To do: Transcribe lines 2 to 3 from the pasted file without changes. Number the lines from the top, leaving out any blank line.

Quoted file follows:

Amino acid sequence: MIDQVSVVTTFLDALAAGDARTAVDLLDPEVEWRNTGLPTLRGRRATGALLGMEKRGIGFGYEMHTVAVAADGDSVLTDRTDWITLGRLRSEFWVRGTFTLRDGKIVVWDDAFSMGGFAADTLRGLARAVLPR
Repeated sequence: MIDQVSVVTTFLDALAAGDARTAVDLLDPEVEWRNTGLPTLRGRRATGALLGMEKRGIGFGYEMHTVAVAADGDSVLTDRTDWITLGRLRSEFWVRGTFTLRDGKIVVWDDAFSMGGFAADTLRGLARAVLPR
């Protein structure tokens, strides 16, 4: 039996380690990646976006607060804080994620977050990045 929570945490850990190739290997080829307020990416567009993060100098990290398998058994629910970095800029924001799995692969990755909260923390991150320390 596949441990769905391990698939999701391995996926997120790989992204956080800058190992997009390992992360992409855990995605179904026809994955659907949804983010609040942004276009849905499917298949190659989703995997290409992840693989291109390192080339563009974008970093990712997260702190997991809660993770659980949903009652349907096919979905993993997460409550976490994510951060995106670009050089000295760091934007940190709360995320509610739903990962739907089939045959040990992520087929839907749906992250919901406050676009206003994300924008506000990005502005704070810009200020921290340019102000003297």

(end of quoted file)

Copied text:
Repeated sequence: MIDQVSVVTTFLDALAAGDARTAVDLLDPEVEWRNTGLPTLRGRRATGALLGMEKRGIGFGYEMHTVAVAADGDSVLTDRTDWITLGRLRSEFWVRGTFTLRDGKIVVWDDAFSMGGFAADTLRGLARAVLPR
């Protein structure tokens, strides 16, 4: 039996380690990646976006607060804080994620977050990045 929570945490850990190739290997080829307020990416567009993060100098990290398998058994629910970095800029924001799995692969990755909260923390991150320390 596949441990769905391990698939999701391995996926997120790989992204956080800058190992997009390992992360992409855990995605179904026809994955659907949804983010609040942004276009849905499917298949190659989703995997290409992840693989291109390192080339563009974008970093990712997260702190997991809660993770659980949903009652349907096919979905993993997460409550976490994510951060995106670009050089000295760091934007940190709360995320509610739903990962739907089939045959040990992520087929839907749906992250919901406050676009206003994300924008506000990005502005704070810009200020921290340019102000003297």